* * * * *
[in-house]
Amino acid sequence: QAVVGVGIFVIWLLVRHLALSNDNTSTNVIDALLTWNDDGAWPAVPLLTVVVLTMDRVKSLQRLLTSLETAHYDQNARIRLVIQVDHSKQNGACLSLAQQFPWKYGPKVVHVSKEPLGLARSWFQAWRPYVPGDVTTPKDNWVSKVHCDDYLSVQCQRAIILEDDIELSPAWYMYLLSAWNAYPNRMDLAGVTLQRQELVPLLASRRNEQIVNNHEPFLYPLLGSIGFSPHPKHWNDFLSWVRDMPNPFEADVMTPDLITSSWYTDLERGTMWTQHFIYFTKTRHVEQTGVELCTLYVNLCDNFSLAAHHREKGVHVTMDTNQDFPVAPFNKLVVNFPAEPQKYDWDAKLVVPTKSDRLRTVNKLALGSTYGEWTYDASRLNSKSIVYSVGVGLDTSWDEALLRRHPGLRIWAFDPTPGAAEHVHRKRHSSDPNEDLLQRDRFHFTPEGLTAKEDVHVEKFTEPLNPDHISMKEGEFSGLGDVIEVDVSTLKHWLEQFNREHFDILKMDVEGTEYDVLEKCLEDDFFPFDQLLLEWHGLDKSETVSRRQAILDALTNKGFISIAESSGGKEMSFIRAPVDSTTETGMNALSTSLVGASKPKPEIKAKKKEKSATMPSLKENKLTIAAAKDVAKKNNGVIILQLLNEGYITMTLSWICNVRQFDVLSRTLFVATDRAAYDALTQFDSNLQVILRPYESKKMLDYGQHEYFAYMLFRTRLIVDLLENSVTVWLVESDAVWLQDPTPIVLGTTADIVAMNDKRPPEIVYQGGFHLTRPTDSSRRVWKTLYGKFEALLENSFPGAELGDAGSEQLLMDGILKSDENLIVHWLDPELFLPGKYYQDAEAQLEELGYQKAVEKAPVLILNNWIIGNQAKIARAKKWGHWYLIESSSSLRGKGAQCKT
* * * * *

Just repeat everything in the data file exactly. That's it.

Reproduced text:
[in-house]
Amino acid sequence: QAVVGVGIFVIWLLVRHLALSNDNTSTNVIDALLTWNDDGAWPAVPLLTVVVLTMDRVKSLQRLLTSLETAHYDQNARIRLVIQVDHSKQNGACLSLAQQFPWKYGPKVVHVSKEPLGLARSWFQAWRPYVPGDVTTPKDNWVSKVHCDDYLSVQCQRAIILEDDIELSPAWYMYLLSAWNAYPNRMDLAGVTLQRQELVPLLASRRNEQIVNNHEPFLYPLLGSIGFSPHPKHWNDFLSWVRDMPNPFEADVMTPDLITSSWYTDLERGTMWTQHFIYFTKTRHVEQTGVELCTLYVNLCDNFSLAAHHREKGVHVTMDTNQDFPVAPFNKLVVNFPAEPQKYDWDAKLVVPTKSDRLRTVNKLALGSTYGEWTYDASRLNSKSIVYSVGVGLDTSWDEALLRRHPGLRIWAFDPTPGAAEHVHRKRHSSDPNEDLLQRDRFHFTPEGLTAKEDVHVEKFTEPLNPDHISMKEGEFSGLGDVIEVDVSTLKHWLEQFNREHFDILKMDVEGTEYDVLEKCLEDDFFPFDQLLLEWHGLDKSETVSRRQAILDALTNKGFISIAESSGGKEMSFIRAPVDSTTETGMNALSTSLVGASKPKPEIKAKKKEKSATMPSLKENKLTIAAAKDVAKKNNGVIILQLLNEGYITMTLSWICNVRQFDVLSRTLFVATDRAAYDALTQFDSNLQVILRPYESKKMLDYGQHEYFAYMLFRTRLIVDLLENSVTVWLVESDAVWLQDPTPIVLGTTADIVAMNDKRPPEIVYQGGFHLTRPTDSSRRVWKTLYGKFEALLENSFPGAELGDAGSEQLLMDGILKSDENLIVHWLDPELFLPGKYYQDAEAQLEELGYQKAVEKAPVLILNNWIIGNQAKIARAKKWGHWYLIESSSSLRGKGAQCKT